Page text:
Frog Fairytale in Fairy Walk's Forests
The appeal aimed to raise £5,000, enabling us to tell the latest chapter in a fairytale-like story bringing a mountain chicken and her ‘prince’ together. Following an overwhelming response from Durrell supporters, whose enthusiasm to join us in saving the last of a species in their native habitat truly knows no bounds, the funds were raised, allowing the project to go ahead.
Living 700m apart in a rainforested site of Montserrat appropriately known as Fairy Walk, field workers translocated the last female into the territory of the sole remaining male. They will now be monitored, and it is hoped that the reunited pair will breed, spawning precious offspring that will bring hope that their survival in Montserrat can now be achieved.
The project was exclusively covered this week in an article by The Guardian. For more details, please read the article (see link below).
Explaining what the project might mean for the indigenous frog population on Montserrat, Durrell Amphibian Programme Manager Jeff Dawson said: “These two frogs now have a chance of breeding, whereas if we’d left them where they were the poor male would just be sat there calling every night with no one to hear him,”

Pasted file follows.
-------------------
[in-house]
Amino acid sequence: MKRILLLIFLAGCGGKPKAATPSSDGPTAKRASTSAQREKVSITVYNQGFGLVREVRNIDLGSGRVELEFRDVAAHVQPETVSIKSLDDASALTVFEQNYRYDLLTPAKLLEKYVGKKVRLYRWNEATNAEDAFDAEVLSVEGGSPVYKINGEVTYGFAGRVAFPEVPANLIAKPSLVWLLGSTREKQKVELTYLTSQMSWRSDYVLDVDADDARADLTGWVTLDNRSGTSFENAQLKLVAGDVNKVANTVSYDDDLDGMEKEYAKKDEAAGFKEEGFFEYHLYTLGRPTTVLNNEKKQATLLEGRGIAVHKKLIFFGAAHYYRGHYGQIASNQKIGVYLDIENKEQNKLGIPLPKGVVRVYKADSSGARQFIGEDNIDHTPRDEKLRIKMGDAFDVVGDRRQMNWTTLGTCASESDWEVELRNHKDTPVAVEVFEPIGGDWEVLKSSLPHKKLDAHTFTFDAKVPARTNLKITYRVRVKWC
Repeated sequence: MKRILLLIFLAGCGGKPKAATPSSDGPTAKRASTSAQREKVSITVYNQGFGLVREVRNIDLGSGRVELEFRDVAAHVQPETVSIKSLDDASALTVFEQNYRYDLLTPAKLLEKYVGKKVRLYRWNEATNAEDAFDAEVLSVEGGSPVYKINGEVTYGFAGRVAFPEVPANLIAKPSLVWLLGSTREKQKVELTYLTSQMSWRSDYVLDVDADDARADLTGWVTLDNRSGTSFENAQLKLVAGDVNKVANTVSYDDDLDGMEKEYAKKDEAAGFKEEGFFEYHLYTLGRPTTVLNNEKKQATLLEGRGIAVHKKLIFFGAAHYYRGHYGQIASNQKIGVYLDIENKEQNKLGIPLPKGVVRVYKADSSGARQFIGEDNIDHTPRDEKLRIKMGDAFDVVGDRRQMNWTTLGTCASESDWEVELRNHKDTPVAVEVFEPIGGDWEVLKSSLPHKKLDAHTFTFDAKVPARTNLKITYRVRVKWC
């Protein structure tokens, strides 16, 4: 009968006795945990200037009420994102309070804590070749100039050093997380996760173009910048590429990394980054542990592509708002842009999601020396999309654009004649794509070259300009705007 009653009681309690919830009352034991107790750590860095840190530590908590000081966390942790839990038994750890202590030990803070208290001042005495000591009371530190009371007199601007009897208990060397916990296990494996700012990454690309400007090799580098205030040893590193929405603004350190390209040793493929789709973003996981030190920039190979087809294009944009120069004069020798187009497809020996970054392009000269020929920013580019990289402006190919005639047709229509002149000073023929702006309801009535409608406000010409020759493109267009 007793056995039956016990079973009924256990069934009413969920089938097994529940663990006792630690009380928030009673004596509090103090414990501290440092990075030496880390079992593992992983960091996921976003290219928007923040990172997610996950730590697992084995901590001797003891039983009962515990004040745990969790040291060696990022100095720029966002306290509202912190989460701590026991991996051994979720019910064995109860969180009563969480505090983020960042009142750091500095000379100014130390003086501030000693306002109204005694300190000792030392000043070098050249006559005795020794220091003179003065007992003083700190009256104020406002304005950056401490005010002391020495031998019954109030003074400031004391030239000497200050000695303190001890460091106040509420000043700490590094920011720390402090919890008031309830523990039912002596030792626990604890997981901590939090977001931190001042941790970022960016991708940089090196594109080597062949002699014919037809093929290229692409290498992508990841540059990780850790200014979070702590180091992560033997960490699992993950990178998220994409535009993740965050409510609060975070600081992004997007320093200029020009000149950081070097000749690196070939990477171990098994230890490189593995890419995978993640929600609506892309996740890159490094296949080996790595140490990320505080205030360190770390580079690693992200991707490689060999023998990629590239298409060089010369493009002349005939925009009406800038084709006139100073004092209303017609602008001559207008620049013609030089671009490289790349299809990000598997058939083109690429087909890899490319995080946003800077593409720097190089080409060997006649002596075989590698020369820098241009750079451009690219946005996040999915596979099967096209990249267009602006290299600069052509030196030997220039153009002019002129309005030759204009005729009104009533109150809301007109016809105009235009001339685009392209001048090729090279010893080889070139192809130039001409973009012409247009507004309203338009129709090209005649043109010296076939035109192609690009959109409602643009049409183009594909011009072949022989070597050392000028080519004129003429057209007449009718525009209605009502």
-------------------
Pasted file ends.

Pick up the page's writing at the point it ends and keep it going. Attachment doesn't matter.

Mountain chicken numbers have been decimated by as much as 99% in recent years, predominantly due to a devastating fungal disease called chytridiomycosis. There are thought to be just 100 remaining in the wild. Despite this, these two resilient frogs on Montserrat have survived, raising hopes that they possess a resistance that could be passed on to surviving offspring in future.
It is true that the story is not yet over, and a happy ending cannot be assured. Nonetheless, prospects are undoubtedly on the up following this effort. “If they do breed that would be brilliant and a fantastic, good news ray of light for the recovery programme”, Jeff added.
Working alongside our conservation partners, Durrell is committed to ensuring the survival of amphibian species including the mountain chicken. We are targeting four of the world’s highest priority regions in our SAFE (Saving Amphibians From Extinction) Programme. Find out more about what we’re doing to protect the most threatened vertebrate group in the world, and join our effort, by visiting our Programme home.